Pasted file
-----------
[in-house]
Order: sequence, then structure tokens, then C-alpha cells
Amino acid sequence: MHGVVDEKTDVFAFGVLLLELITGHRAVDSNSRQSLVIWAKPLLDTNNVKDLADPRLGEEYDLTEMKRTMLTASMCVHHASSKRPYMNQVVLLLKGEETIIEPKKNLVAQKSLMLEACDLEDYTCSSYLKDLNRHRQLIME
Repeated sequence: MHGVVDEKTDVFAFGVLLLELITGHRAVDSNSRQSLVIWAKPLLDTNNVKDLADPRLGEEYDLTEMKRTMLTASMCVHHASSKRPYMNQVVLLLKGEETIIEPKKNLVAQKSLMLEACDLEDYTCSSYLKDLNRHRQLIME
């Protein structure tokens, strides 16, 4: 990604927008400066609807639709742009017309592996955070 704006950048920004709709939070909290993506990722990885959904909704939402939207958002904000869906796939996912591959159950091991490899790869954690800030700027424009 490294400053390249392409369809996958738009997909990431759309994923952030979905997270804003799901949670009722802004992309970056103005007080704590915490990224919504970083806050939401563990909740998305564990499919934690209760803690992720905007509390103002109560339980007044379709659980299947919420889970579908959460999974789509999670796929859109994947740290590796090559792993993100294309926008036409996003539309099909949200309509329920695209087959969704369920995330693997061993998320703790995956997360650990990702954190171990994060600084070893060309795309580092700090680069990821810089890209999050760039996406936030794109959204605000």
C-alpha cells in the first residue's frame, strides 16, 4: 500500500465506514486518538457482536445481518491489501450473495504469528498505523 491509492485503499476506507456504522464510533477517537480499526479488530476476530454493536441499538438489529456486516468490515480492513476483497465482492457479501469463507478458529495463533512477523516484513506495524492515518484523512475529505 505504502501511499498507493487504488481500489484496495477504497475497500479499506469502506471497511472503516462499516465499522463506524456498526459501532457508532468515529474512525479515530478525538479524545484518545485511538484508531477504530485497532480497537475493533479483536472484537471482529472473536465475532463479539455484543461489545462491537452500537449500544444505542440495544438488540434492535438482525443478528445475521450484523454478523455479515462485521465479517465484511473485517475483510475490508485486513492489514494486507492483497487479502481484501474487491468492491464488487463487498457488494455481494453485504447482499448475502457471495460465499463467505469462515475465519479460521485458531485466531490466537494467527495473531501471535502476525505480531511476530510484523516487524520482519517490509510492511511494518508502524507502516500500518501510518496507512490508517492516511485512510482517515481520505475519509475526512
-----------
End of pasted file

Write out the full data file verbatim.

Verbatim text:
[in-house]
Order: sequence, then structure tokens, then C-alpha cells
Amino acid sequence: MHGVVDEKTDVFAFGVLLLELITGHRAVDSNSRQSLVIWAKPLLDTNNVKDLADPRLGEEYDLTEMKRTMLTASMCVHHASSKRPYMNQVVLLLKGEETIIEPKKNLVAQKSLMLEACDLEDYTCSSYLKDLNRHRQLIME
Repeated sequence: MHGVVDEKTDVFAFGVLLLELITGHRAVDSNSRQSLVIWAKPLLDTNNVKDLADPRLGEEYDLTEMKRTMLTASMCVHHASSKRPYMNQVVLLLKGEETIIEPKKNLVAQKSLMLEACDLEDYTCSSYLKDLNRHRQLIME
């Protein structure tokens, strides 16, 4: 990604927008400066609807639709742009017309592996955070 704006950048920004709709939070909290993506990722990885959904909704939402939207958002904000869906796939996912591959159950091991490899790869954690800030700027424009 490294400053390249392409369809996958738009997909990431759309994923952030979905997270804003799901949670009722802004992309970056103005007080704590915490990224919504970083806050939401563990909740998305564990499919934690209760803690992720905007509390103002109560339980007044379709659980299947919420889970579908959460999974789509999670796929859109994947740290590796090559792993993100294309926008036409996003539309099909949200309509329920695209087959969704369920995330693997061993998320703790995956997360650990990702954190171990994060600084070893060309795309580092700090680069990821810089890209999050760039996406936030794109959204605000």
C-alpha cells in the first residue's frame, strides 16, 4: 500500500465506514486518538457482536445481518491489501450473495504469528498505523 491509492485503499476506507456504522464510533477517537480499526479488530476476530454493536441499538438489529456486516468490515480492513476483497465482492457479501469463507478458529495463533512477523516484513506495524492515518484523512475529505 505504502501511499498507493487504488481500489484496495477504497475497500479499506469502506471497511472503516462499516465499522463506524456498526459501532457508532468515529474512525479515530478525538479524545484518545485511538484508531477504530485497532480497537475493533479483536472484537471482529472473536465475532463479539455484543461489545462491537452500537449500544444505542440495544438488540434492535438482525443478528445475521450484523454478523455479515462485521465479517465484511473485517475483510475490508485486513492489514494486507492483497487479502481484501474487491468492491464488487463487498457488494455481494453485504447482499448475502457471495460465499463467505469462515475465519479460521485458531485466531490466537494467527495473531501471535502476525505480531511476530510484523516487524520482519517490509510492511511494518508502524507502516500500518501510518496507512490508517492516511485512510482517515481520505475519509475526512